Bulgaria and Romania had on January 1st, 2017 the lowest minimum wages in the European Union (EU), namely EUR 235 and EUR 275 per month respectively, Eurostat, the statistical office of the European Union reveals.
They were followed by Latvia and Lithuania (both EUR 380), the Czech Republic (EUR 407), Hungary (EUR 412), Croatia (EUR 433), Slovakia (EUR 435), Poland (EUR 453) and Estonia (EUR 470).
In five other Member States, located in the south, minimum wages were between EUR 500 and EUR 1000 per month: Portugal (EUR 650), Greece (EUR 684), Malta (EUR 736), Slovenia (EUR 805) and Spain (EUR 826).
In the remaining seven Member States, all located in the west and north of the EU, minimum wages were well above EUR 1000 per month: the United Kingdom (EUR 1397), France (EUR 1480), Germany (EUR 1498), Belgium (EUR 1532), the Netherlands (EUR 1552), Ireland (EUR 1563) and Luxembourg (EUR 1999).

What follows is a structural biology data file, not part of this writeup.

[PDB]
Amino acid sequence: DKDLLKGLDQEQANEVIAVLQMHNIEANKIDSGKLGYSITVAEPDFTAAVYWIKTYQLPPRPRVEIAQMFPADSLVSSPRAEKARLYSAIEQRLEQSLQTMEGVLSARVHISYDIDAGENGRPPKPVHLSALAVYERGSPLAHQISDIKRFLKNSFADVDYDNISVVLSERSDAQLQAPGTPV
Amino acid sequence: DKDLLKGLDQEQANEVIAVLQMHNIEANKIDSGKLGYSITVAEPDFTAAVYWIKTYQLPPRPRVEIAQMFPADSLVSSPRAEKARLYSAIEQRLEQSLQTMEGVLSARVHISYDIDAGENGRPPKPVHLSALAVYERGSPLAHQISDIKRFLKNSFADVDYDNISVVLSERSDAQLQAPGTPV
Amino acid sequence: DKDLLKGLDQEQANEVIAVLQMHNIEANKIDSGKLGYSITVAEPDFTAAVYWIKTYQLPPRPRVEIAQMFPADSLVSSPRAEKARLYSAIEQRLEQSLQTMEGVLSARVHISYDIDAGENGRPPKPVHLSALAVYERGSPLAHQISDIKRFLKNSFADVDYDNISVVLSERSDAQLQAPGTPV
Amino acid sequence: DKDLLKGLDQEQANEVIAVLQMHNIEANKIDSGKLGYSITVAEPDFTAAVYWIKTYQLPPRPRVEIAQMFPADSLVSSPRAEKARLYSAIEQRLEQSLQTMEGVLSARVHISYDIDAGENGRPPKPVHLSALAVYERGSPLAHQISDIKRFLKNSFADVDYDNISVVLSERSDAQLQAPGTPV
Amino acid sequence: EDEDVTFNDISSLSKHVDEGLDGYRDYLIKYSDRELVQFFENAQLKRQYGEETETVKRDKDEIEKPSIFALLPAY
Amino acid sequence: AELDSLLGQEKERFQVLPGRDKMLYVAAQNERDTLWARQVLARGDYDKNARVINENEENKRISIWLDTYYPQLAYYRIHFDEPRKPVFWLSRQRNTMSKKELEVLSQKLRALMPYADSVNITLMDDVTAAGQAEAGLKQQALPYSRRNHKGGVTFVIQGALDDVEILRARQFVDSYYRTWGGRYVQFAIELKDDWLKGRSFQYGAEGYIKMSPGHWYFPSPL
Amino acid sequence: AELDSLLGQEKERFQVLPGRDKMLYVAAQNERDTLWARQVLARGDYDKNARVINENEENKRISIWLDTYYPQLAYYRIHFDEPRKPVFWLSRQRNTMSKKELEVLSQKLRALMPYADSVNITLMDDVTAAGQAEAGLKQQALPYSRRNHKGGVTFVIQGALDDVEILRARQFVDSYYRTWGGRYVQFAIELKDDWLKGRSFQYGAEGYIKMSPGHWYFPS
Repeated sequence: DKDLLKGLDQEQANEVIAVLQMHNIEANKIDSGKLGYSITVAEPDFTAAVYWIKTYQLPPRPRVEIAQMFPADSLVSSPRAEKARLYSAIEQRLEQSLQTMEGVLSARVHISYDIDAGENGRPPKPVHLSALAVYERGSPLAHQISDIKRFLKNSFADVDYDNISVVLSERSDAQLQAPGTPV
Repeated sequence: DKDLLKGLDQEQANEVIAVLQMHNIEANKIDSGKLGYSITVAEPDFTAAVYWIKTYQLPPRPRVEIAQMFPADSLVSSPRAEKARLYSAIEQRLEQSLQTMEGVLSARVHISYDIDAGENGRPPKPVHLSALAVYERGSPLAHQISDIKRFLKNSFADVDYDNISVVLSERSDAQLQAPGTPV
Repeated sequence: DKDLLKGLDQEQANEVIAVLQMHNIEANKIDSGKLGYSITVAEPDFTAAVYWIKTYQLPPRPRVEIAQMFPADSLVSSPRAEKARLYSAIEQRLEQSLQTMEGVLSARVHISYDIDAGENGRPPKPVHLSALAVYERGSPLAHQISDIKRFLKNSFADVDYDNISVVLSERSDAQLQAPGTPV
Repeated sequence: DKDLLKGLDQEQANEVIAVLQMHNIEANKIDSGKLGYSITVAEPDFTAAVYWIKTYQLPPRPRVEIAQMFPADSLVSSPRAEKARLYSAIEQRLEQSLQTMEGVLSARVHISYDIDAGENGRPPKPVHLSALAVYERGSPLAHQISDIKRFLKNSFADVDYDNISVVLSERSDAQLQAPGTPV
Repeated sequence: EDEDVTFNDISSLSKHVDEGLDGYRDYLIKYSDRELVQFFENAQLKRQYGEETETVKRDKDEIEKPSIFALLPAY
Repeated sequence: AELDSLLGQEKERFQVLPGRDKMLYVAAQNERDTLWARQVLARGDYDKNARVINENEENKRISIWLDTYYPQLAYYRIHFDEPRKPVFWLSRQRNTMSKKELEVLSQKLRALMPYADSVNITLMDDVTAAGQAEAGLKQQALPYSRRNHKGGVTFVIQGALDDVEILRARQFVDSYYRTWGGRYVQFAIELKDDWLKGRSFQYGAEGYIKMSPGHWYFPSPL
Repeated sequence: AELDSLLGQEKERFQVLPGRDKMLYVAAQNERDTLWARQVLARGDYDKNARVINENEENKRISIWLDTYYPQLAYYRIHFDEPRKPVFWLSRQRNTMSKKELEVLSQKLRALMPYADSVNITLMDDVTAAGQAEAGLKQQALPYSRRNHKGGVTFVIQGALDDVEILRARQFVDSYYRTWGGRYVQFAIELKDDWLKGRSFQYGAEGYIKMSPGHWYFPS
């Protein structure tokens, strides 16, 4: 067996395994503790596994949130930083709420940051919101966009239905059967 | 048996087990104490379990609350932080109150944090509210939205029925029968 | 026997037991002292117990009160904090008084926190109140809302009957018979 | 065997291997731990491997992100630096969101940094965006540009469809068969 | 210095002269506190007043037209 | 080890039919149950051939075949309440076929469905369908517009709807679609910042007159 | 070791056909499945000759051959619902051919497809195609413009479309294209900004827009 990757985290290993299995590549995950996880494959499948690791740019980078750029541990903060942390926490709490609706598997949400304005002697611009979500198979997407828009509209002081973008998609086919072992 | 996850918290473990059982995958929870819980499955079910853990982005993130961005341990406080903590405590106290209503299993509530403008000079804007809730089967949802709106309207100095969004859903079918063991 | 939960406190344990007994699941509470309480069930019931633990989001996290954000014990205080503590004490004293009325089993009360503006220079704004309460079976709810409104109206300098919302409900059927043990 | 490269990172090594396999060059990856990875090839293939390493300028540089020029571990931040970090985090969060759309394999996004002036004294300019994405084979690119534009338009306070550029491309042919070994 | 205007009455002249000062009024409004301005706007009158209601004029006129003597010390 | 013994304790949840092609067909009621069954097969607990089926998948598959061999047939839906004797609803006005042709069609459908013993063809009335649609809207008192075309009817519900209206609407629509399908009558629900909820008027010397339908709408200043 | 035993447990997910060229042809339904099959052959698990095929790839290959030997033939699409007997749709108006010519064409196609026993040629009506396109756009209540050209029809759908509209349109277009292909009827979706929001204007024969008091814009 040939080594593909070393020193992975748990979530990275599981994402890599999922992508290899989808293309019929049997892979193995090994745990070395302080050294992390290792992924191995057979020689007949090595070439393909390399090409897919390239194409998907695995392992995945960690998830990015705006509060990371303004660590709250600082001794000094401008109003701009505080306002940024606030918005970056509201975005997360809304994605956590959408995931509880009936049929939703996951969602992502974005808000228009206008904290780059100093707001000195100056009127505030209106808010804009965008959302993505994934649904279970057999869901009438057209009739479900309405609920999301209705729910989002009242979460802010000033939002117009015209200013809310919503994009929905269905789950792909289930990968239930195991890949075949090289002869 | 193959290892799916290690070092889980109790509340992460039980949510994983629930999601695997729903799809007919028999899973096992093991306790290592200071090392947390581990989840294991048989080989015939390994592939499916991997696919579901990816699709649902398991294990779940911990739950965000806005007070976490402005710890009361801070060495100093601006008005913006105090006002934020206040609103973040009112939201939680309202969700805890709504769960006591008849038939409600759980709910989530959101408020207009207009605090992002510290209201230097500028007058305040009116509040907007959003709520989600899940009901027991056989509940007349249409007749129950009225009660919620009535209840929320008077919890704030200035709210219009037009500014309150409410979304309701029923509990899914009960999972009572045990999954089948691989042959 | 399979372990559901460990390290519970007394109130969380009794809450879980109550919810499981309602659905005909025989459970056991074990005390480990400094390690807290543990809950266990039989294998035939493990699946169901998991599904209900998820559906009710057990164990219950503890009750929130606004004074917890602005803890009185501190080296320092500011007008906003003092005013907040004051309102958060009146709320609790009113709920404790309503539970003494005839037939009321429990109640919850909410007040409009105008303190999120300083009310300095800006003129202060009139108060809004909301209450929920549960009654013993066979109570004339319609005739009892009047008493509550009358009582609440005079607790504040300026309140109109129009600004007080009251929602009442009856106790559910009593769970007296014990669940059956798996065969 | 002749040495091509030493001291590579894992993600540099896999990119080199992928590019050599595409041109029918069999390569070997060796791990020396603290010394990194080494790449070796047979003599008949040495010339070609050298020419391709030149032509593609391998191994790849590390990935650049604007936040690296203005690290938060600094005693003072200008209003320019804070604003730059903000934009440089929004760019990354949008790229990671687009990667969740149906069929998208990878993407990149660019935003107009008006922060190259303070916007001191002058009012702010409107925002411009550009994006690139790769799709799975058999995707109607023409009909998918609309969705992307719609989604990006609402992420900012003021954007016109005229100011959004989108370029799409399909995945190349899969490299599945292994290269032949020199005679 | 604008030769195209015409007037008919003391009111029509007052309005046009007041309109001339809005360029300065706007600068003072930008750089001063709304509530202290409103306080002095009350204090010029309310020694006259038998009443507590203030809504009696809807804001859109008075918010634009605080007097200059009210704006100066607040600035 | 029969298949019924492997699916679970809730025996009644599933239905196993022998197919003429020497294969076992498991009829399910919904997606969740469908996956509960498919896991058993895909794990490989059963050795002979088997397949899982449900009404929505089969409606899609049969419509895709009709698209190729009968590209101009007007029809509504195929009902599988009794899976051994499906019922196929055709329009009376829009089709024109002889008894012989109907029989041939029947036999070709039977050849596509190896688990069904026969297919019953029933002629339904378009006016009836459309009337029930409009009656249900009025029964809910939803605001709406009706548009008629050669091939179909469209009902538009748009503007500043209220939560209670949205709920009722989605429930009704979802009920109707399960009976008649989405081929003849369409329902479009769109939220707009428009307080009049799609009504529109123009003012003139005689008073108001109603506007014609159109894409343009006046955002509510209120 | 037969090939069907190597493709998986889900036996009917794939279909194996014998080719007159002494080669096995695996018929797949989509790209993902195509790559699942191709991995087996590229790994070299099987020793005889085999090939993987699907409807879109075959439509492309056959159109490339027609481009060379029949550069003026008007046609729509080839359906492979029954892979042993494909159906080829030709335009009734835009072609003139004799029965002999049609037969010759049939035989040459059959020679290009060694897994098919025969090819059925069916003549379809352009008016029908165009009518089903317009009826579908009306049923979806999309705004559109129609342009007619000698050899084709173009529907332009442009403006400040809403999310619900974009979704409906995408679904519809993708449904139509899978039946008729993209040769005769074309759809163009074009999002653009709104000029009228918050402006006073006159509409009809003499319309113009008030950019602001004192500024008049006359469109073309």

For comparison, the federal minimum wage in the United States was EUR 1192 per month in January 2017.
However, Eurostat notes, the disparities in minimum wages across the EU States are considerably smaller once price level differences are eliminated: minimum wages in those Member States with relatively lower price levels become relatively higher when expressed in purchasing power standard (PPS), and relatively lower in those Member States with higher price levels.
Compared with 2008, minimum wages in 2017, expressed in euro, increased in every Member State having a national minimum wage, except Greece where they dropped by 14 percent.
Between 2008 and 2017, minimum wages doubled in Bulgaria (+109 percent) and Romania (+99 percent). In addition, Slovakia (+80 percent) as well as the three EU Baltic Member States – Estonia (+69 percent), Latvia (+65 percent) and Lithuania (+64 percent) – also recorded significant increases.